Congressional legislation prompts air force to abandon plans to replace ailing service deal with Lockheed

The US Air Force has cancelled a competition to provide Lockheed Martin F-16 distributed mission training after Congress enacted legislation banning "fee-for-service" contracts for simulator training. The setback comes as more international armed forces, led by Singapore and the UK, have confirmed long-term deals with industry for training services.

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The USAF had intended to place a 15-year fee-for-service contract to renew F-16 simulation

Lockheed owns and operates the current F-16 mission trainers under a seven-year contract that ends next June. The USAF had launched a competition for a new 15-year contract, but Congress banned fee-for-service deals after criticism of existing programmes - particularly the F-16 - by the Government Accountability Office (GAO).

The move has sent shockwaves through industry, which was expecting the USA to follow the UK and other countries in buying training services because of a lack of funds to procure simulators. The USAF has other distributed mission training service contracts with Boeing for the F-15C and F-15E and Plexsys for the Boeing E-3 Airborne Warning and Control System aircraft, and CSC is providing rotary-wing training for the US Army under the Flight School XXI programme. However, these are "grandfathered" until the existing contracts come to an end.

The USAF and Lockheed say the F-16 training programme, after early difficulties, is now meeting requirements. But the mission training centre programme has not unfolded as expected when the $178 million contract was awarded in 2000. Only 14 of a planned 61 networked simulators have been fielded, and training is provided only for Block 50 F-16s, the USAF never having exercised its option for Block 40 training.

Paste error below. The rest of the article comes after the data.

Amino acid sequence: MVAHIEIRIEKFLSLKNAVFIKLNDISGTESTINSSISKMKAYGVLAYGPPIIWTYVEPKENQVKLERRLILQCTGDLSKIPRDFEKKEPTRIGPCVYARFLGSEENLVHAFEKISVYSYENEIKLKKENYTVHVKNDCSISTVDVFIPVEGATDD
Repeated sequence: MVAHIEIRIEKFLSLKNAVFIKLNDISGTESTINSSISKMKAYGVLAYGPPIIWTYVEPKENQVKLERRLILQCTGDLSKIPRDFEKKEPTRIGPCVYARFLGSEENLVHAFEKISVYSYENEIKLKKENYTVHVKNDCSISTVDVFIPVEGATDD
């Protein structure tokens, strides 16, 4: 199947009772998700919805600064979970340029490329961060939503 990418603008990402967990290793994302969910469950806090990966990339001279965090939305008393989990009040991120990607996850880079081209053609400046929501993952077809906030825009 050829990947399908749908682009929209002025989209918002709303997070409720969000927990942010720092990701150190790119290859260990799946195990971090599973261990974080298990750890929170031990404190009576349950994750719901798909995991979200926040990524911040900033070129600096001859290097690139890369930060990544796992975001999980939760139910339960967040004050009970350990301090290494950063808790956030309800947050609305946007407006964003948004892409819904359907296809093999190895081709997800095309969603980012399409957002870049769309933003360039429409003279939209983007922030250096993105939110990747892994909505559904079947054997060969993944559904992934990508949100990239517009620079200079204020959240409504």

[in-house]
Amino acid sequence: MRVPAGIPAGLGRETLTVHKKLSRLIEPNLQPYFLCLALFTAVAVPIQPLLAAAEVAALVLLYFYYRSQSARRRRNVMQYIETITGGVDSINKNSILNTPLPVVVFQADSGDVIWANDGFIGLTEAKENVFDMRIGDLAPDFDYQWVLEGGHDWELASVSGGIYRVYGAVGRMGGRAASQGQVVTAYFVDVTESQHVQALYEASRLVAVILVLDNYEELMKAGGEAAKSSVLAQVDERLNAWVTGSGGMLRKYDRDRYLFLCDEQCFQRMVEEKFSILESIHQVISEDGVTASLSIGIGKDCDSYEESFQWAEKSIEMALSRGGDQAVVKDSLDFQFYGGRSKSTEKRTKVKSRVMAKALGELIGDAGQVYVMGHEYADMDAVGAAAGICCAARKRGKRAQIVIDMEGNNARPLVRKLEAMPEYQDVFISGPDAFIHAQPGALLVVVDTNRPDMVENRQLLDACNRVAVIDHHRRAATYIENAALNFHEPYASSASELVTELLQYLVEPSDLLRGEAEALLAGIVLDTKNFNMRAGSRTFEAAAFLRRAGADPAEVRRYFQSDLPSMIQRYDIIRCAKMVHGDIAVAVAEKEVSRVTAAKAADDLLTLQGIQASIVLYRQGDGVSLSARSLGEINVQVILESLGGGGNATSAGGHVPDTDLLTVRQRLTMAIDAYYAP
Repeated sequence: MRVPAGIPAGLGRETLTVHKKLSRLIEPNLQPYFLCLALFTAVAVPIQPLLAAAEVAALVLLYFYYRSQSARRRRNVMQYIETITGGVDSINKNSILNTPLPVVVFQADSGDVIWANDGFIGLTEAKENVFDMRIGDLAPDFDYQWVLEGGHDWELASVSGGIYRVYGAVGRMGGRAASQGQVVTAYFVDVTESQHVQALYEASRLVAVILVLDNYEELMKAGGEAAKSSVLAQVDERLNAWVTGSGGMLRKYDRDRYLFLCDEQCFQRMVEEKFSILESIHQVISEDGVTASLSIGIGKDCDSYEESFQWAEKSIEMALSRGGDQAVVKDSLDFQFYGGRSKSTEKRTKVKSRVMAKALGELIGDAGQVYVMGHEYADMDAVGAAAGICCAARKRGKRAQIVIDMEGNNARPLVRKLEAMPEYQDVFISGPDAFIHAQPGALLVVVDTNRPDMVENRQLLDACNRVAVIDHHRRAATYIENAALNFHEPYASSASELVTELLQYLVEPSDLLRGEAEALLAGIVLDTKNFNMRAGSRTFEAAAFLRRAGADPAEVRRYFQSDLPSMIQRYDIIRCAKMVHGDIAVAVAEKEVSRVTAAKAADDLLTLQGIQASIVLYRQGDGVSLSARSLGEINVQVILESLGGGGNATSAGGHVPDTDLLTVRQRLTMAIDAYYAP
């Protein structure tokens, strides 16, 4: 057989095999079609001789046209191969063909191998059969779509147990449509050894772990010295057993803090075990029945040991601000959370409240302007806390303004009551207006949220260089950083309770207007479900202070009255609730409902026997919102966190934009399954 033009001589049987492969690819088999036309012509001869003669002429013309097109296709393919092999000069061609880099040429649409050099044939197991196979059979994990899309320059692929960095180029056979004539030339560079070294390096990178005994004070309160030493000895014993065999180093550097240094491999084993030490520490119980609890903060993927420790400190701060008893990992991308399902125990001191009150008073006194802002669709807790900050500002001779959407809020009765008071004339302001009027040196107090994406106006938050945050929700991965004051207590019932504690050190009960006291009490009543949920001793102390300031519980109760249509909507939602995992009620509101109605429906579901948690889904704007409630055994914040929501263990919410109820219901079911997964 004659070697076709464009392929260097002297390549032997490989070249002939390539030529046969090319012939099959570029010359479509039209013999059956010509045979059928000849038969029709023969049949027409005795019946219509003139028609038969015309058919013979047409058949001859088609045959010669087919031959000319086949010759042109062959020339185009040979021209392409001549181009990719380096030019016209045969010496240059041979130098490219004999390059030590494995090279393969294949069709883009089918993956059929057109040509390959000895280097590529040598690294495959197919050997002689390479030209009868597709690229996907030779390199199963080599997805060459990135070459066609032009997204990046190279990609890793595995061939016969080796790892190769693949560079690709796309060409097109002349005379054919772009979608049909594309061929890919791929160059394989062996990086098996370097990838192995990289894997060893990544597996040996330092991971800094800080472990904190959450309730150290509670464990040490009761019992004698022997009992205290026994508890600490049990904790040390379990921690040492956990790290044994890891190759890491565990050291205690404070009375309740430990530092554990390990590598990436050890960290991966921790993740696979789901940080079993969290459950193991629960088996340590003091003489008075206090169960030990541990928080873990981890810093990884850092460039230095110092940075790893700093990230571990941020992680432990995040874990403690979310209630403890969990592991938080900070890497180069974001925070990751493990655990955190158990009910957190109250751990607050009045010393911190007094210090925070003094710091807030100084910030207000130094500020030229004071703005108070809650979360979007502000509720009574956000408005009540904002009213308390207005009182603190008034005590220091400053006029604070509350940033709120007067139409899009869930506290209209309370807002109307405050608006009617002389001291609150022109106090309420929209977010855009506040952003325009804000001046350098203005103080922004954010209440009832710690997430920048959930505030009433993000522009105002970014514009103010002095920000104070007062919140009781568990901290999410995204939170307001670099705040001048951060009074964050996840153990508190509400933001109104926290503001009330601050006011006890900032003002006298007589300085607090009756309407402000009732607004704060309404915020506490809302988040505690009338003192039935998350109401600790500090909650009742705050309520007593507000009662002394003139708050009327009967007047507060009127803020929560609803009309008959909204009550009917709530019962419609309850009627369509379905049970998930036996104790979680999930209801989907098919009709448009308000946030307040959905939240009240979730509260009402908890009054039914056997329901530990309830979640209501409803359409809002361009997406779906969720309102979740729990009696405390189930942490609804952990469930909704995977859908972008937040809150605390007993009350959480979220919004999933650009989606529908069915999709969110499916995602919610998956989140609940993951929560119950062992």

The contract was to run for up to 15 years, but will end after seven, the Department of Defense told the GAO, as Lockheed has not earned enough award points to extend it. "Air force F-16 training requirements have changed and the F-16 mission training centre contract awarded to Lockheed was not structured in a way to accommodate modifications that would meet both parties' satisfaction," the company says. Cancellation details were revealed at last week's Interservice/Industry Training, Simulation and Education Conference (I/ITSEC) in Orlando, Florida.

Boeing, with Lockheed as subcontractor, and L-3 Link Simulation & Training had submitted bids for the new F-16 programme. When the legislation banning simulation service contracts took effect last month, the USAF cancelled the competition and asked the DoD to seek a waiver from Congress to award a five-year interim deal to continue the training service while it assesses its future options, including finding funds to buy the simulators. But industry sources believe the answer could be new contracts that can accommodate changes.

Source: Flight International